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One cough produces enough coronavirus particles to infect 200,000 people. Here’s how...

In recent weeks we’ve learnt much more about how SARS-CoV-2 spreads and subsequently, how we should be combating it. There’s a much lower risk of surface to human transmission and much higher risk of human to human transmission then was previously thought. This is in part, due to the fact that viral particles travel and last in the air much longer and more numerously than older estimates had put forward.

In fact, the new understanding we have of the virus means that we can now mathematically calculate the risk of infection in a given circumstance. By measuring the amount of viral particles needed for an infection against the amount produced by various human activities, we are able to more accurately inform people which activities carry the most risk in the current pandemic situation. Here’s how it works.


To become infected you need a dose of ~1000 viral particles (vp) in a relatively short space of time.


Human activities that produce viral particles and their rates are as follows:

  • Breathing: ~20 vp/min

  • Speaking ~200 vp/min

  • A cough: ~200,000,000 vp

  • A sneeze: ~200,000,000 vp

Viral particles, especially from a cough or a sneeze can last in the air for hours if there isn’t adequate ventilation. This means that a single cough from an infected person hypothetically carries enough viral particles to infect 200,000 people.


From this information we can create a formula for infection.


A SARS-CoV-2 Infection = Exposure to Virus x Time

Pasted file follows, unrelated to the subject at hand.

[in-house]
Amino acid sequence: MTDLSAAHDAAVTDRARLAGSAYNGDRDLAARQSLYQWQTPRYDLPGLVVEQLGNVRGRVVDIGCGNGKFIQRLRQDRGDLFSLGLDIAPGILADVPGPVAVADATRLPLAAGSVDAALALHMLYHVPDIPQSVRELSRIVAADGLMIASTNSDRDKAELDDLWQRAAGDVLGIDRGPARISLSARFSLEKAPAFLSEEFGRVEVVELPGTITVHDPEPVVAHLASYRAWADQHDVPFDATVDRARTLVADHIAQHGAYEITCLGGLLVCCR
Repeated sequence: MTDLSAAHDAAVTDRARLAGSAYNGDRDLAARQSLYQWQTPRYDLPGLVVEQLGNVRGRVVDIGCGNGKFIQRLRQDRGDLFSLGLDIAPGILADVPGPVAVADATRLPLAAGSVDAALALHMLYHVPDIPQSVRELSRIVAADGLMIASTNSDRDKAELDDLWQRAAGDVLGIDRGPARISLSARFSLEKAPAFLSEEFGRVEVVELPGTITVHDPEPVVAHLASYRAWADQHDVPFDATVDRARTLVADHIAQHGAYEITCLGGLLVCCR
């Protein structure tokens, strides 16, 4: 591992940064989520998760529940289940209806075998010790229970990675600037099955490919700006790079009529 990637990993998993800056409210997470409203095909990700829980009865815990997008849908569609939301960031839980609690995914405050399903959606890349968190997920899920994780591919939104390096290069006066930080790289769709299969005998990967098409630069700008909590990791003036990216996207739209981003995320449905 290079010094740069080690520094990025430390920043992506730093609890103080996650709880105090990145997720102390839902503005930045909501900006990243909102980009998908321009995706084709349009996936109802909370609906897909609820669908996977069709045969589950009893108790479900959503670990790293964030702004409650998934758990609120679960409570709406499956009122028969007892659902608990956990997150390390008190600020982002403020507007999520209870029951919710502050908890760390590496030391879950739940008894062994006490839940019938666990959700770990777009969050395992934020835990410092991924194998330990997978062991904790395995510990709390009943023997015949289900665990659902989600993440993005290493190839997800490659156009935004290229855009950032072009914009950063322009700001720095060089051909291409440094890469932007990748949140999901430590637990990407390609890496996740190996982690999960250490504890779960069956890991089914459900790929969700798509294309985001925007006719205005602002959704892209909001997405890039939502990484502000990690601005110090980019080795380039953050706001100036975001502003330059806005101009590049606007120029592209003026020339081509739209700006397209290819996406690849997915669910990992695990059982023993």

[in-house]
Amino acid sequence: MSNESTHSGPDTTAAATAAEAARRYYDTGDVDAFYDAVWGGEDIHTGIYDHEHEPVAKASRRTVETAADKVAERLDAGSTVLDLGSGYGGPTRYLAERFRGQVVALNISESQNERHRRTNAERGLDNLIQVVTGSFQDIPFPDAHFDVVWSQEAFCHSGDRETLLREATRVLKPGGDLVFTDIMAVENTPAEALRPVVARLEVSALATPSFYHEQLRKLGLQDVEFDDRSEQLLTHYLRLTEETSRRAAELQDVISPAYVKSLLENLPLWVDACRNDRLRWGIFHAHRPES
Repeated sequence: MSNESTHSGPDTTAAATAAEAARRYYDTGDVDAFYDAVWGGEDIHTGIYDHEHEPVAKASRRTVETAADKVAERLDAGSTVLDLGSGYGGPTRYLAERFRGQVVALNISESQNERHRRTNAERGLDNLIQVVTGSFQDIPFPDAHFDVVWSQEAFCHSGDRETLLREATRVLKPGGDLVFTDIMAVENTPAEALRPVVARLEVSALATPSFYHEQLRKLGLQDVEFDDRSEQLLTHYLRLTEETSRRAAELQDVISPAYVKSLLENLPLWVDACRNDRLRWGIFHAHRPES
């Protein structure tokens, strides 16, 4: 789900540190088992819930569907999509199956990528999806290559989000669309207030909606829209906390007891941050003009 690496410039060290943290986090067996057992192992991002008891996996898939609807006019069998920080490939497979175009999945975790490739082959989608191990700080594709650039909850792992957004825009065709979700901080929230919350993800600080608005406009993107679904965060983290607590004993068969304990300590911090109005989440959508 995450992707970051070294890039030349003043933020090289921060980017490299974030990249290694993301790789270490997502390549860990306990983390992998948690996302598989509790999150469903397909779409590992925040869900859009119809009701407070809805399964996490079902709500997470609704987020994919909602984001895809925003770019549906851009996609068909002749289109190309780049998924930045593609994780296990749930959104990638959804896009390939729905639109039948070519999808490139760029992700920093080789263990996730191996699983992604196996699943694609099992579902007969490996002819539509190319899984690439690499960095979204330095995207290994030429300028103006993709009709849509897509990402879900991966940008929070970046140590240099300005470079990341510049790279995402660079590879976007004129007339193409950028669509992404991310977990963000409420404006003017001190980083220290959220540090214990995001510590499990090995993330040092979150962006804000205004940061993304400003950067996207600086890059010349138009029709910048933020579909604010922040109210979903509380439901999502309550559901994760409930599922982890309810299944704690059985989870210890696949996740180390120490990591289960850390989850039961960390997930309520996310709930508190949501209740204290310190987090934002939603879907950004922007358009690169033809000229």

And from this formula we can assert the risk of infection from a variety of different scenarios. The US Centre for Disease Control  has produced this list of common scenarios and their respective risks of infection.

  • In the vicinity of someone while social distancing: Low Risk (if less than 45 min)

  • Talking to someone face-to-face: Low Risk (if using a mask and less than 4 min)

  • Jogging/walking/cycling past someone and vice versa: Low Risk

  • Well ventilated spaces: Low Risk (if for a limited time)

  • Grocery Shopping: Medium Risk (low risk if being hygienic and limiting time)

  • Indoor spaces: High Risk

  • Public bathrooms and common areas: High Risk (from surface to human transmission)

  • Restaurants: High Risk (medium risk if sitting outdoors while social distancing and avoiding touching unnecessary surfaces)

  • Workplaces/Schools: Very High Risk (including surface to human transmission, even with social distancing)

  • Parties/Weddings: Very High Risk

  • Business Networking/Conferences: Very High Risk

  • Arenas/Concerts/Cinemas: Very High Risk

A lot of the restrictions currently in place do reflect our current understanding of the virus and its transmission, but it’s not enough to just know what the restrictions are. You also need to know why they are in place, so that you can make sure you’re taking the necessary precautions to protect yourself and your loved ones from the disease.


Work from home. Wash your hands. Practice social distancing and wear a mask if you can’t.


The virus is not gone and the pandemic is not over. Everyone needs to do their part to end it. Stay safe.


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Source: https://www.washingtonpost.com/health/2020/05/21/virus-does-not-spread-easily-contaminated-surfaces-or-animals-revised-cdc-website-states/


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This article is from Keystone Medical Media, a sub-entity of Keystone Content.

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